Treating transsexual children is a complex medical balancing act. So why is it still in the hands of the Family Court? Melinda Ham investigates.
Bernadette* was born with a penis but a steadfast conviction that she was a girl. At about the age of 12, she began to dress and live as a girl. She received puberty blockers at 13 and, after securing the necessary court orders, hormones to bring on female pubertal development at 16.
At 18, Bernadette had genital reassignment surgery. Today, at 20 years of age, she is a manager of a women’s products company and living happily and independently in Melbourne.
While this may sound like a happily-ever-after story, it’s been a painful and arduous journey over two decades for Bernadette and her family. What’s made it harder is that certain legal precedents mean Australia is the only developed country where permission to use puberty blockers and cross-gender hormones must be obtained through court orders.
Legal and medical experts alike are now arguing that this jurisdiction should be taken out of the hands of the courts; it is a medical issue, not a legal one, they say.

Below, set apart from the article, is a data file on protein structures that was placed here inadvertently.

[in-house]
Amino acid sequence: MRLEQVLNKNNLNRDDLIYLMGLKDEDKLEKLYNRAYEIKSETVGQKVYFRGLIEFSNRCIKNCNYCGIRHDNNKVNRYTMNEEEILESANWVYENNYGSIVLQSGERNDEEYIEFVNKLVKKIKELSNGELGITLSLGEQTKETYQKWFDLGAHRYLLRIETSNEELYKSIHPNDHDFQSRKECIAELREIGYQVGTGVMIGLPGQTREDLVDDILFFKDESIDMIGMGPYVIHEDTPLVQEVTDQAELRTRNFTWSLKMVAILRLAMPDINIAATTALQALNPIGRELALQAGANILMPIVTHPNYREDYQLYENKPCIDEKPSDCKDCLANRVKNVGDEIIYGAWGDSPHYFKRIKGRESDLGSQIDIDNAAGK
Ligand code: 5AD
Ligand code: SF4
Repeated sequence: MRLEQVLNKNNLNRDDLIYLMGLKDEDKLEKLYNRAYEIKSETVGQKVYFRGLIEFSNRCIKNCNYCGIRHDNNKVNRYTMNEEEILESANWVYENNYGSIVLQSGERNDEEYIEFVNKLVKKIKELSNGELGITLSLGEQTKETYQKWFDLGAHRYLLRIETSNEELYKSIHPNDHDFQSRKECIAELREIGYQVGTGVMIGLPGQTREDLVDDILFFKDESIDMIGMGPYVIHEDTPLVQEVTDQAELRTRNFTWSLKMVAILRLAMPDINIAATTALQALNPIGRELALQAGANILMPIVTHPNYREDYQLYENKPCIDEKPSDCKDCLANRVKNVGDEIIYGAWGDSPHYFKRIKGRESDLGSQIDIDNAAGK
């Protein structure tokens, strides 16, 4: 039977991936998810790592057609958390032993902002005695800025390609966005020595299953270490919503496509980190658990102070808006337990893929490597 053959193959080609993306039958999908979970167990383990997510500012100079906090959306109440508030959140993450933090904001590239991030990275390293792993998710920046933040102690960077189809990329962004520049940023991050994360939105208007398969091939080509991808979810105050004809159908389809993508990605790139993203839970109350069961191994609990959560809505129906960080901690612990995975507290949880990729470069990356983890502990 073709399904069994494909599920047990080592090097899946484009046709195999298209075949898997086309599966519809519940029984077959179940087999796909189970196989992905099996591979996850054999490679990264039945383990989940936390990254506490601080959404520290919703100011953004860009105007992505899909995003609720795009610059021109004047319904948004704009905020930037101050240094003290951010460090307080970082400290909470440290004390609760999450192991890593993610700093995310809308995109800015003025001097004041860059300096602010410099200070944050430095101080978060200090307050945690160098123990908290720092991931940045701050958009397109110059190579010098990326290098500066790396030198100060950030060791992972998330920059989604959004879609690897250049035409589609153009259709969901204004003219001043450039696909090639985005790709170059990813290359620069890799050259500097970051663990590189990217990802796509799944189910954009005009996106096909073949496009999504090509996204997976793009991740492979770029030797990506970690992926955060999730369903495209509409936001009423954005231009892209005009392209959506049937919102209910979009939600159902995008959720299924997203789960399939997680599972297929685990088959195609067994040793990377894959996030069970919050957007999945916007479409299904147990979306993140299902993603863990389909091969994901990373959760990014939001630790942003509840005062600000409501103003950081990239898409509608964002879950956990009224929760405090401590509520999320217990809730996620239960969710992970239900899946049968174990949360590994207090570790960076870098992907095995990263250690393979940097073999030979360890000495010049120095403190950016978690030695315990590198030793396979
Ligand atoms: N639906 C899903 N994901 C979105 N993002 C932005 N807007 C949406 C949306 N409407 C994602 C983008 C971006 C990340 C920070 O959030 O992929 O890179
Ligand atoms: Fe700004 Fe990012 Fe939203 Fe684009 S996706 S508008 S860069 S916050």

Bernadette’s family say they literally had no choice but to go through the courts because she was convinced she was a girl.
“When Bernadette was about three or four years old, the head of her preschool phoned us and said, ‘I think your child has gender identity disorder’,” says her father, Frank. “I thought she (well she was referred to as a ‘he’ then) was one of those kids that liked dress-ups and playing in the kitchen corner with pots. She liked cars and garages, too.”
Then, in primary school, Bernadette was bullied by other kids – sometimes brutally – and faced problems with teachers. After being referred by their GP to psychiatrists in the mid-1990s, the family was initially told to ignore Bernadette’s female behaviour, to dress her as a boy and to give her boys’ toys or gender-neutral toys.